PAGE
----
StoriesFernando Albertorio

Faculty Invention Aids the Visually Impaired

Fernando Albertorio’s wearable smartband uses sonar to alert people to objects in their path.

“I personally don’t believe that we should label any person as disabled. What I believe is that we have broken environments and that we can solve these with technologies.”

Legally blind, faculty member Fernando Albertorio has spent his life creating “hacks” to make our “broken environments” more accessible.

Trained as a chemist, the self-proclaimed serial entrepreneur now develops products that help those with physical and mental challenges navigate the world, starting with a product that aids people with low or no sight.

Fernando, who designed Lesley’s user experience research methods course, is the co-creator, co-founder and a user of Sunu, a wearable smartband that uses sonar to alert people to objects in their vicinity, giving off gentle pulses that speed up as they approach an object.

While it doesn’t replace a guide dog or a cane, Sunu helps lessen accidents to the head and chest.

A closeup of the Sunu band on a wrist.
The Sunu band gives off gentle vibrations as the wearer approaches objects.

“Some of our users tell us that the Sunu band has reduced over 90 percent of the accidents that happen every month,” says Fernando, who teaches in Lesley’s College of Art and Design. “It’s enabling them to move about their space more confidently and with less stress.”

As Fernando teaches his students, user feedback must be a critical component in developing a product like Sunu and its accompanying app. User experience (UX) is a growing field that invites users into the design process, from the initial concept, through prototypes and to the final product.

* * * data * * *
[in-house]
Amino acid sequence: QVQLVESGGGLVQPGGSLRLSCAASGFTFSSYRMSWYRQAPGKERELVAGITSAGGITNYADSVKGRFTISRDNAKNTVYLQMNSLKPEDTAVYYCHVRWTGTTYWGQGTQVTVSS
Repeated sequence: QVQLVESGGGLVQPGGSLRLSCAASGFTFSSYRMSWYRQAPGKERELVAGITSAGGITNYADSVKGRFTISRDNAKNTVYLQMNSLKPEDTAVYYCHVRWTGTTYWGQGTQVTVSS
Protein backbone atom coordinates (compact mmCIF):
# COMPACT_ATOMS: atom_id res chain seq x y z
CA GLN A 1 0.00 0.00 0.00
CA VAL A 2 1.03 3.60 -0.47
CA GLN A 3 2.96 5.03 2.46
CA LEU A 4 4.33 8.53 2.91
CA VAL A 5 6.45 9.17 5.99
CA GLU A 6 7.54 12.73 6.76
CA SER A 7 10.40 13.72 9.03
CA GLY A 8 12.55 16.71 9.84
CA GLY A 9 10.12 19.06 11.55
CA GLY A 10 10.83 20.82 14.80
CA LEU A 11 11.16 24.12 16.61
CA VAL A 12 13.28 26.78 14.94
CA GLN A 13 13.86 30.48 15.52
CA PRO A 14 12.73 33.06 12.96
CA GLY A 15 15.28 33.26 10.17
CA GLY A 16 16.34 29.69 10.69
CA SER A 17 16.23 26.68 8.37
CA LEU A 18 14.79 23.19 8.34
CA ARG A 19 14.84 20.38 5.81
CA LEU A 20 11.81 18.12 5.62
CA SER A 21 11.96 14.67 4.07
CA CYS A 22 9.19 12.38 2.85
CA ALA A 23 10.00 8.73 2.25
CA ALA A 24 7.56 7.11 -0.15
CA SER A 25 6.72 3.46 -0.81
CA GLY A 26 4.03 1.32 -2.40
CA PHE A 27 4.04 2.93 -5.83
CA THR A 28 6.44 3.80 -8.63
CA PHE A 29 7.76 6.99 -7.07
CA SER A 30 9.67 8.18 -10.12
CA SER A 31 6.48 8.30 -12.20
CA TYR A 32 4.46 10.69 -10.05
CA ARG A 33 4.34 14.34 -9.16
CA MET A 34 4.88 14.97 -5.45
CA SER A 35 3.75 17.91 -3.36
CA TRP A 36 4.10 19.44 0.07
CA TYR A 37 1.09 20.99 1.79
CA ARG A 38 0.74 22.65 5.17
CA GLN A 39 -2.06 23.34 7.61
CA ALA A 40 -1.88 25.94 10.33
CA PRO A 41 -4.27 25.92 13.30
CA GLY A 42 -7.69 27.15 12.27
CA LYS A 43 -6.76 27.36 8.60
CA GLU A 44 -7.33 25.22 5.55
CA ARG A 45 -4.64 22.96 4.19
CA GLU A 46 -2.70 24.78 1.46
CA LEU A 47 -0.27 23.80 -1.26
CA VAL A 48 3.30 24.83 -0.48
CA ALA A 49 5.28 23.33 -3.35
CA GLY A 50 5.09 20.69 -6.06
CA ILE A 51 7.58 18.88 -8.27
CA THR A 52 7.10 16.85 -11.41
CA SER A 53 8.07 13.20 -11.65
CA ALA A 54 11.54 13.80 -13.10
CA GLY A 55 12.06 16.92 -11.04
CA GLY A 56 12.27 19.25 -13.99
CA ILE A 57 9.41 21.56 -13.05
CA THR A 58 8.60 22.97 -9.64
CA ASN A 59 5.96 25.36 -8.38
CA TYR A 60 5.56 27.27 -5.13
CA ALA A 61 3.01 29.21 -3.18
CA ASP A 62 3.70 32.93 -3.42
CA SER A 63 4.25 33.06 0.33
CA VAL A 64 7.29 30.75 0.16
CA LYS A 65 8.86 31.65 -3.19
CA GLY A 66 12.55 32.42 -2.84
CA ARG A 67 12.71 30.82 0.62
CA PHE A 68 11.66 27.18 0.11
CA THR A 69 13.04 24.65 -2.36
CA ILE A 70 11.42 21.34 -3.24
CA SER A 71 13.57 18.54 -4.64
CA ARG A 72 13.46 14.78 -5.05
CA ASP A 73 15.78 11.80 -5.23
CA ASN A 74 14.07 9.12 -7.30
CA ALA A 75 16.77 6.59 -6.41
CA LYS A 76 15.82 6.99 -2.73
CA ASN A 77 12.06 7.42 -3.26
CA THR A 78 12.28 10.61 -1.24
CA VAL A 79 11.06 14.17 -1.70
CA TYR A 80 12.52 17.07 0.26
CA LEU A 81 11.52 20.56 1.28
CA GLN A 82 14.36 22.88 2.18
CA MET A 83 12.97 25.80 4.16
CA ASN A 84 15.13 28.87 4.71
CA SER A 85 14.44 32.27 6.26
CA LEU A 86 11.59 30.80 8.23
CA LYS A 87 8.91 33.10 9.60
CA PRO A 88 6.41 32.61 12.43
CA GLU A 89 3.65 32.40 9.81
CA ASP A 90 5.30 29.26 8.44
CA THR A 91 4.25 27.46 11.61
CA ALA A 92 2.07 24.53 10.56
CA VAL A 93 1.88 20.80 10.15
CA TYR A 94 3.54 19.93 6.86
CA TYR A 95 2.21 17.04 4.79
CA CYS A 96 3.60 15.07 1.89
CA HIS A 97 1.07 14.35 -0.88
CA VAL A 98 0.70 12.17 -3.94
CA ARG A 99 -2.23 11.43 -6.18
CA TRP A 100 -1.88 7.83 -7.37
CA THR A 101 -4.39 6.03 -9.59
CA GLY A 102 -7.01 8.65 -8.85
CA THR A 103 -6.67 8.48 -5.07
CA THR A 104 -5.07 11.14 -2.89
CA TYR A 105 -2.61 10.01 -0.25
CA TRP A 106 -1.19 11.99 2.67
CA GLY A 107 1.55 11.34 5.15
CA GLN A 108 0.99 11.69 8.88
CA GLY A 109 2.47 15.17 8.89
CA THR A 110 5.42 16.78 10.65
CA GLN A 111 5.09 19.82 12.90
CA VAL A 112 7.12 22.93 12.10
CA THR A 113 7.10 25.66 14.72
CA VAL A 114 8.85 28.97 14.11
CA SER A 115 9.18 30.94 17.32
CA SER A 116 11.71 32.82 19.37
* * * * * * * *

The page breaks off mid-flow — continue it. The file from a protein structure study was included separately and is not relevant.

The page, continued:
“We’re seeing that a lot of wearables basically get chucked in the drawer after a month or so,” he says. “To get adoption, you have to really understand how users interact with the product, how it’s working and how its providing value for them.”

Sunu has been tested by students at the Perkins School for the Blind and at a school for the blind in Guadalajara, Mexico, and by Fernando himself.

Last spring, he even wore the band to navigate a 5K in Boston.

In addition to praise from Perkins and the National Federation for the Blind, the first two small product runs sold out, as did the official launch. Sunu’s early success confirms Fernando’s commitment to a quality user experience.

"I’m very obsessed about user experience. I believe it’s very important and integral to the design process and product development."
Fernando Albertorio, College of Art and Design Faculty

User-focused Design

A native of Puerto Rico, Fernando worked as a chemist for many years, including a stint with the U.S. government, but his interest in product design led him out of the lab. In 2014, he shifted his focus to the growing field of user experience (UX).

“I found that my real talent was in enabling people,” he says.

Fernando notes that many well-intentioned designs simply don’t work for the user.

“Sometimes people are developing products with no clear picture of who is going to be using the product, and how they’re going to be learning how to use it and integrating it into their everyday life,” explains Fernando.

With his course on user experience research methods at Lesley, Fernando is taking students through the same process he used to develop Sunu, such as convening focus groups and performing A/B testing on particular features.

“I’m very obsessed about user experience,” he says. “I believe it’s very important and integral to the design process and product development.”

Fernando has much more UX design in his future. He and his partners have five technologies in the pipeline aimed at assisting people of different abilities, whether it’s to aid with hearing, mobility or cognition. 

“I’m very passionate about creating technologies that close the gap,” he says, “that empower individuals to be independent.”

Read more about Lesley’s UX coursework.